By Mike Puccinelli

CHICAGO (CBS) — Sheriff Tom Dart says he wants you to be shocked by it because he says it proves there are people behind bars who should not be there.

CBS 2’s Mike Puccinelli has more in this original report.

In the video, Cook County Jail officers were greeted with screaming when they opened a cell to check on a mentally ill inmate. What you can’t see in real time is that the inmate scales a balcony fence and leaps off the second floor. He is then seen on the lower level trying to get out of the secure area. It’s dangerous behavior that Sheriff Tom Dart says is common in a jail.

“This is every day. This isn’t unique,” said Dart.

And neither is what one inmate did when she smeared her cell door with feces. When correctional officers approach she does a flip off the bed.

She’s been in and out of detention since she was a child. Sheriff Dart says what she really needs is comprehensive mental health treatment.

“The heart of it is that we are not a mental health facility. These people shouldn’t be here,” said Dart.

Another man was on a jail bus when he began licking the seats, then he got down on his stomach and began licking the floor.

When asked why he released the video, Dart responded, “The only way to get people to understand that is to in fact show them, demonstrate. This is just our average type of day.”

An average day that he says is disgraceful financially and morally.

“These people by and large are not criminals. They are people with mental illness and when they act up they end up in jails because it’s the only place that will take ‘em,” said Dart.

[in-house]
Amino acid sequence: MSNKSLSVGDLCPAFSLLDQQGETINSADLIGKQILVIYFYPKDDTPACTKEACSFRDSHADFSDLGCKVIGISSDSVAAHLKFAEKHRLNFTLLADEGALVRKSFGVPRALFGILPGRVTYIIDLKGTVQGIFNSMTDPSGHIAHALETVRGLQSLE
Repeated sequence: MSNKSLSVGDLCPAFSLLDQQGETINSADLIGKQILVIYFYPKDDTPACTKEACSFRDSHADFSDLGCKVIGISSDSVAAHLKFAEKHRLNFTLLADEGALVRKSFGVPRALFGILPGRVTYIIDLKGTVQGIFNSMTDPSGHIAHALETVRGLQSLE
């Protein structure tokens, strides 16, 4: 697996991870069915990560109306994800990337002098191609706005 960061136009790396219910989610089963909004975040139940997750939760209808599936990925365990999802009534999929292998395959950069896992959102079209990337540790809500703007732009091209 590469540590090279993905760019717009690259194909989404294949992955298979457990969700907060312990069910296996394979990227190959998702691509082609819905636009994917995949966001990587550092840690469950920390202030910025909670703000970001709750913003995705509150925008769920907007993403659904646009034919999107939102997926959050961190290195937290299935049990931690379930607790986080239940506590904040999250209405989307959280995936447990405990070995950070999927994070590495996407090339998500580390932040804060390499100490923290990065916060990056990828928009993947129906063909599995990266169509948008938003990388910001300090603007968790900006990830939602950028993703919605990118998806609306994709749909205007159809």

That’s earned Cook County Jail an unwanted title.

“We have the distinction of being the largest mental health hospital in the country right now and we are not a hospital,” said Dart.

And he says lawmakers who have failed to adequately fund mental health treatment are to blame.

“And if they say we didn’t cut program, but the programs aren’t funded as much, you’re to blame,” said Dart.

But next month, Dart is starting a new screening program with “Be Well Partners in Health.” Its Director, Sharon Sidell, said the program could be revolutionary.

According to Sidell, people who would normally be checked into jail would instead be directed into the program.

When asked if it would save taxpayers money, Sidell responded, “Absolutely.”

The program screens non-violent suspects as they come into jail, determining who is mentally ill and then potentially providing low income housing and treatment before they ever spend a night in the slammer.

“It will be groundbreaking in the state,” said Siddell. “Possibly in the country.”

The cost of about $85 a day versus hundreds in the jail.

Experts say up to one-third of the county’s jail inmates are mentally ill.

Those inmates typically stay in jail twice as long and at three times the daily cost of housing a regular prisoner.

So if all goes well, some of those deemed mentally ill could be sent into treatment instead of jail beginning next month.

The hope is that hundreds and possibly thousands of inmates will eventually be admitted into the program.

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